The days are getting longer, with less substance, a kind of stretching blank miasma. Or an expanse of cloudy water, with no visible edge or shore.
We work at our tasks in the morning, my son starting at 2:30am and my daughter at 5am with a midterm exam.
I wake at 4am with a nosebleed, which kind of sets the tone for the whole day.
The monotony is broken somewhat with a mid-morning delivery of caramel Tim Tams – the management? the caterers? At this point I’m almost beyond caring – and then lunch. It’s pho, something we’ve all been missing, rich and tangy.
After lunch my daughter starts a physics lab on Zoom – we’re under strict instructions to be quiet. So of course my son starts up some wall juggling in the bedroom: thwump, thwump, thwump.
Being a responsible parent, of course I go and join in. He’s throwing against the bathroom door, and I just can’t resist: I lurk on the other side, wait til he’s in a throwing rhythm, then pull the door swiftly open.
The look on his face as the ball flies past my head into the bathroom is priceless. We both giggle, and do it again, and again, cackling hysterically. I shut the toilet lid after a couple of near misses, then comes a sharp call from the living room: “Shut up!”
We exchange glances. Then we move into the bedroom and he teaches me to wall-juggle.
The afternoon passes in a bleary fog. I know I need to keep doing things to stop myself sinking into an abyss of depression, so I battle some more with work and the wifi, then strum some tunes on the ukulele. (The lab is over; we’re allowed to make noise now.)
I learn E major (it’s hard), delighted I can now play Leonard Cohen’s “Hallelujah.”
The reaction from my son is immediate and fierce.
“No. Please don’t play that one.”
Undaunted, I launch into “Somewhere Over the Rainbow,” and –
“No, don’t play that one either. You learn all these chords and you only use, what, three of them in those stupid songs.”
“Well, what do you want me to play?”
My son grabs the ukulele, picks out A minor, G and C, and hums a tune. I have no idea what it is. He fiddles a bit on YouTube, then produces the familiar strains of “Riptide.”
It’s easy enough – just three chords. I start it up, humming the chorus until my daughter strides in with a menacing look.
“Don’t you dare play that song. Just don’t.”
I give up. I’ll wait until it’s cool enough on the balcony – maybe the birds will appreciate my music.
“I just want to be out of here,” says my daughter restlessly, and I couldn’t agree more.
We workout, three intense sets after our break day. I can’t help liking the instructor, who’s lean and boppy and super-positive in California-dancer-yogi way. As she shimmies and shakes she dispenses earnest advice that seems to apply both to her complex moves and life in general.
“Remember, you don’t always need to be in control,” she says, executing a perfect hip-circle with flamenco arms. “When you try to control everything, you don’t enjoy anything. Sometimes just have to let go and trust yourself.”
Incredible. She’s just summed up my entire life including the last 10 days of quarantine. Out of the mouths of YouTube babes, etc. I listen avidly for more, doing my best to squat, kick and flick my arms all at once without falling over.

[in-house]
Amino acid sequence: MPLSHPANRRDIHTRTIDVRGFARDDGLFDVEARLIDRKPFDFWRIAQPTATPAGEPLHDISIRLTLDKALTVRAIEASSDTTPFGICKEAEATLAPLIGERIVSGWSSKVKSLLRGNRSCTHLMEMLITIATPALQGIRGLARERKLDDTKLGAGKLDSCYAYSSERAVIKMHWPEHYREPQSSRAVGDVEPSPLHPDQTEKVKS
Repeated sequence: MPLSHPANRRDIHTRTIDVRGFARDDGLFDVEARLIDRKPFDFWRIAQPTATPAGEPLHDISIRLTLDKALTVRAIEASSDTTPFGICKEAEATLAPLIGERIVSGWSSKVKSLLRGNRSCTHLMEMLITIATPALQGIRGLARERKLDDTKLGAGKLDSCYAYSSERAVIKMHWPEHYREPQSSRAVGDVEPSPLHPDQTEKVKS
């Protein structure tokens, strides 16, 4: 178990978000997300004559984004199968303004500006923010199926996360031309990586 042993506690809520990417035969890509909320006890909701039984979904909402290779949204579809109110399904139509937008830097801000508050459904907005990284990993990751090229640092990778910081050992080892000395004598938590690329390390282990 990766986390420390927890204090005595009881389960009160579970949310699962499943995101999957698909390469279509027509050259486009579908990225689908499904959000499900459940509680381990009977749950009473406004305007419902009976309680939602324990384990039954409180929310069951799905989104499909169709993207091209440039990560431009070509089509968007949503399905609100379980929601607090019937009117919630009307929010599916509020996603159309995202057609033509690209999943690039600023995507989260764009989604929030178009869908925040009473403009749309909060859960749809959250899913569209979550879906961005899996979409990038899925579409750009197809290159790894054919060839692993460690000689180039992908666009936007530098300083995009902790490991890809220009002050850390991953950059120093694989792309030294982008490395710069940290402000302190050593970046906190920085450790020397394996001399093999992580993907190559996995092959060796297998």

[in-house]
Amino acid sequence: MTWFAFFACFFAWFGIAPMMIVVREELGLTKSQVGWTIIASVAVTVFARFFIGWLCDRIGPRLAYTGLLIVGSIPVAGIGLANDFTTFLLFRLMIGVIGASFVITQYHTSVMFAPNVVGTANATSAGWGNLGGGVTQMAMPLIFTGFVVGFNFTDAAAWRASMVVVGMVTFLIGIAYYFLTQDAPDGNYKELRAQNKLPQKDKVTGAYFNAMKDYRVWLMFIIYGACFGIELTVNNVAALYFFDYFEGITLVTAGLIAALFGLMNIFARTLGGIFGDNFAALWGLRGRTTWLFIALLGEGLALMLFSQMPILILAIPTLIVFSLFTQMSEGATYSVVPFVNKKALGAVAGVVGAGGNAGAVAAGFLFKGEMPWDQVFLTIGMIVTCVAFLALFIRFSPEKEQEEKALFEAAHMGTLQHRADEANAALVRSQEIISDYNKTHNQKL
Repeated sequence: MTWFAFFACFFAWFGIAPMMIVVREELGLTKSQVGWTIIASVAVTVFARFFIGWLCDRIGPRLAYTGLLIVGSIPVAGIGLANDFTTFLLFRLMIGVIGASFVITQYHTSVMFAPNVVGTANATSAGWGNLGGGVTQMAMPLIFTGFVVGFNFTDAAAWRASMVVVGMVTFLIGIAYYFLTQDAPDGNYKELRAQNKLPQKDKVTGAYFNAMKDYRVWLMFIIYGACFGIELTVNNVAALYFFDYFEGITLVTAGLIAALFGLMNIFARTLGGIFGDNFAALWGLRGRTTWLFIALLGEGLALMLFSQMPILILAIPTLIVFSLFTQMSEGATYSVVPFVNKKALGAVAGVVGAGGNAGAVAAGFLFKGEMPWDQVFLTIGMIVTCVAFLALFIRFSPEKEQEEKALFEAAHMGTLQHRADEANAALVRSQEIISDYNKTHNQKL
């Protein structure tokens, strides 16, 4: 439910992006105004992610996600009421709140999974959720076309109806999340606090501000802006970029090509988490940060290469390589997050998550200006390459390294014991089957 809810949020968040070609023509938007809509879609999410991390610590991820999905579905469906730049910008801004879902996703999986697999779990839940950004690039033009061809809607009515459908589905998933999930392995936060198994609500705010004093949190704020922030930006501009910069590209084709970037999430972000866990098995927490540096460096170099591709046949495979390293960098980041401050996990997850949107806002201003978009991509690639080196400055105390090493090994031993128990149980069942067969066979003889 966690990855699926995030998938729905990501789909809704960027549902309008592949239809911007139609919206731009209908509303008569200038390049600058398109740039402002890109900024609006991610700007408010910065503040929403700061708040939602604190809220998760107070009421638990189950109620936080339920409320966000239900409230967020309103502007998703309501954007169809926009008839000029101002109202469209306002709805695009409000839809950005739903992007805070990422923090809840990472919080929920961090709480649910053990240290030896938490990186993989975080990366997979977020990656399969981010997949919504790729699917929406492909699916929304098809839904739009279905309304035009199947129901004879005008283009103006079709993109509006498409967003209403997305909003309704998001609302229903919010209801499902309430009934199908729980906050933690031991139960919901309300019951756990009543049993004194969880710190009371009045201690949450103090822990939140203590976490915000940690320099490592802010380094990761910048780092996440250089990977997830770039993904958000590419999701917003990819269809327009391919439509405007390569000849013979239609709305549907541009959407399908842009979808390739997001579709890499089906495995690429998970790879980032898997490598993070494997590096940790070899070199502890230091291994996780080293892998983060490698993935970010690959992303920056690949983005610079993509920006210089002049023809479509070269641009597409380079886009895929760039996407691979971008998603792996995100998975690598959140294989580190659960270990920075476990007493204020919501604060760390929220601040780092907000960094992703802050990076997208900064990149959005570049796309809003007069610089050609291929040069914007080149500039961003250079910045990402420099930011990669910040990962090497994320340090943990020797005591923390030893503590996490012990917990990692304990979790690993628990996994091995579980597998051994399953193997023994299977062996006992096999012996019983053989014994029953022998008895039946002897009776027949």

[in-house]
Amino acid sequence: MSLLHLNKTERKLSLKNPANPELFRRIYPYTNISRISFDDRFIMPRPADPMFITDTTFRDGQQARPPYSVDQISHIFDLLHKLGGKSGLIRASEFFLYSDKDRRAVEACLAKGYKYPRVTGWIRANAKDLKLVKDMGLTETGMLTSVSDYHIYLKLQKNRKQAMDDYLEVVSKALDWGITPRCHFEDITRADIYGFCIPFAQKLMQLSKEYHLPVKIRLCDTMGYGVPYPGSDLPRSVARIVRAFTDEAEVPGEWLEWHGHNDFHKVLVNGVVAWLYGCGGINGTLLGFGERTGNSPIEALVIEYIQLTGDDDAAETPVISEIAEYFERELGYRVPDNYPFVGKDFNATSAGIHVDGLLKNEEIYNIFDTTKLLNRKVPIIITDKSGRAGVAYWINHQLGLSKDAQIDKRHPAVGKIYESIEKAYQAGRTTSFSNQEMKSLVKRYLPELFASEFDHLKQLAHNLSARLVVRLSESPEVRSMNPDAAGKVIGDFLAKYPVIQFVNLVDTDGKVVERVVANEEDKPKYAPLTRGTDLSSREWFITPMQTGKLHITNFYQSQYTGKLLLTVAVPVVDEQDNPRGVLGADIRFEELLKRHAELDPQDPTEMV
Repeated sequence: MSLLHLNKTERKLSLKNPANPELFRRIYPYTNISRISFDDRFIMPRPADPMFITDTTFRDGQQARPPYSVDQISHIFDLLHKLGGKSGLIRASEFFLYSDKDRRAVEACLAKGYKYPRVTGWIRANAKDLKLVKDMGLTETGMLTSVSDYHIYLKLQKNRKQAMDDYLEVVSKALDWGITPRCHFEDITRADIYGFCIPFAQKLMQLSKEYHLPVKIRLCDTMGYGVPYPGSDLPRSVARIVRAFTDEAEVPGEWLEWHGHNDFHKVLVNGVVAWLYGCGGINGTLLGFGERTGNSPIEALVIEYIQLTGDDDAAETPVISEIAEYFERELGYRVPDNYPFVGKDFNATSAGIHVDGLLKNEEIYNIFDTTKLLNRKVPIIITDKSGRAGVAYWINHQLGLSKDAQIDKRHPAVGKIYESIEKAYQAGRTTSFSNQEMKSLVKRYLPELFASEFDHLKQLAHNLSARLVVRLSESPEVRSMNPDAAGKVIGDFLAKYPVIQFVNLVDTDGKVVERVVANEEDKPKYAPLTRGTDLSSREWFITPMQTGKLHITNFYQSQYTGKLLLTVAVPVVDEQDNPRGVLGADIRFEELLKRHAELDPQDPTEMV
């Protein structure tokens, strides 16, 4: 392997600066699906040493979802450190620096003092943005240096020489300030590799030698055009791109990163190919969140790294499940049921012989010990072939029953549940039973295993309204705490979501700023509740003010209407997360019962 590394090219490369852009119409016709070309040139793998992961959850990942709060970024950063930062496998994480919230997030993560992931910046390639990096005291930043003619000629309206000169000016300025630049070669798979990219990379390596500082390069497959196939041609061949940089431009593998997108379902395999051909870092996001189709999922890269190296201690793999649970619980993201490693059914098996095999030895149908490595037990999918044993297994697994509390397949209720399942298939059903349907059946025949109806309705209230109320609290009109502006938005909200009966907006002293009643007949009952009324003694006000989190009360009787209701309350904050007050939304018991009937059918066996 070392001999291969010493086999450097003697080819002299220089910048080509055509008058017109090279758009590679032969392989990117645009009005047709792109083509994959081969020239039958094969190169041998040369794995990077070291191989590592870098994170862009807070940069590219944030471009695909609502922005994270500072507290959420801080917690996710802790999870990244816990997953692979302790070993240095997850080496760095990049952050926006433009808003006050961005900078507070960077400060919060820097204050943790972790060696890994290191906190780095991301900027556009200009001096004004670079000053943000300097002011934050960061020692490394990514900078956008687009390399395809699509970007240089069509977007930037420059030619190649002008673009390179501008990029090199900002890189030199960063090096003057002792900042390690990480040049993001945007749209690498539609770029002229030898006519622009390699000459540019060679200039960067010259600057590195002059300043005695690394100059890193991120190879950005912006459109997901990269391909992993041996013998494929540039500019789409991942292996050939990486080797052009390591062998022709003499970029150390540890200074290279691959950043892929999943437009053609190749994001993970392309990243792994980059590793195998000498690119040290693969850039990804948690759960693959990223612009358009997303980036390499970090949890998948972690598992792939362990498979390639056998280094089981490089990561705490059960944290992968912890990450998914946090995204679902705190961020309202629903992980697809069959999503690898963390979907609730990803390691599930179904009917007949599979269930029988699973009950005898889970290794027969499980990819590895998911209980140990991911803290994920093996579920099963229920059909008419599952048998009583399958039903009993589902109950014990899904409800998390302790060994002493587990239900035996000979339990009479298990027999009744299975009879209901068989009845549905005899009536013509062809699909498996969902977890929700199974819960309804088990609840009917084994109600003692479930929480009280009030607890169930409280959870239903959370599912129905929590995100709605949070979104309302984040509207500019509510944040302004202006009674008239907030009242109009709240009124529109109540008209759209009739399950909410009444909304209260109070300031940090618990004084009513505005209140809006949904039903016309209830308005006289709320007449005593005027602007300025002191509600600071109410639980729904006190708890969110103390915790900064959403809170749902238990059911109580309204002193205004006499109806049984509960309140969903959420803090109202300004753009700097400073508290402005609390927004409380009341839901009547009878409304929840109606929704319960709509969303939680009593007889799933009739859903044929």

“Come on!” she exhorts, flicking out her hands side to side with a beatific smile. “Just shake out all that negativity, you don’t need it anymore!”
I shake with enthusiasm, whacking my son’s face as he dives after the juggling balls and back-kicking him with a lunge as he weaves in and out in a silly parody of the moves.
It’s all kind of fun, but my body’s getting more and more achy from the hard bed, the inactivity, the bad dreams, the worry. After the workout I do some yoga, and start crying during a tough straddle stretch. It just hurts so much, and this situation is so stressful.
I think about Dad, who’s going through a spinal MRI today – it’s an extra scan to figure out what’s causing him all the severe leg pain that’s been getting worse for a year or so now. The oncologist wonders if it’s the cancer, not just sciatica.
I lean forward, my hips aching from a year of working from home, and think about pain, and worry, and swimming. When I first learned to swim it took me a long time to get the hang of it. I would work my arms like mad and still keep sinking. Floating took even longer, that subtle art of just being, of trusting, allowing yourself to merge with the unpredictable rocking surface of the water. Of trusting that you’ll live, not drown.
I love swimming now, being in the ocean or lakes or rivers, but there’s always that tension – you have to keep moving or you’ll sink. Unless you flip over, give up control, trust.
Dad calls to let me know he’s doing okay after the scan. I ask if he’s gone swimming lately – he’s a lifelong swimmer, competitive in school and still able, at 86, with terminal cancer, to get through a kilometer faster than I can at the local ocean baths.
He hasn’t been this week – too rainy and windy.
Dinner arrives. It’s delicious: Triple Mushroom Ravioli with Heirloom Carrots, Herb Velouté and Herbs, according to the little slip of paper inside the bag. I have a civilized glass of wine with my daughter, who’s thrilled that, being 18, she’s legally allowed to drink in this country. Then we wander out to the balcony to admire the giant fruit bats wheeling in jagged arcs around us in the dusk, before cuddling up for a movie.
Ten days down, four to go. I’m swimming as hard as I can, keeping busy, churning my arms – but I still feel like I’m sinking into this murky water, enveloped in fog, with no edge in sight.
I take a breath, trying to float. Then another. And another.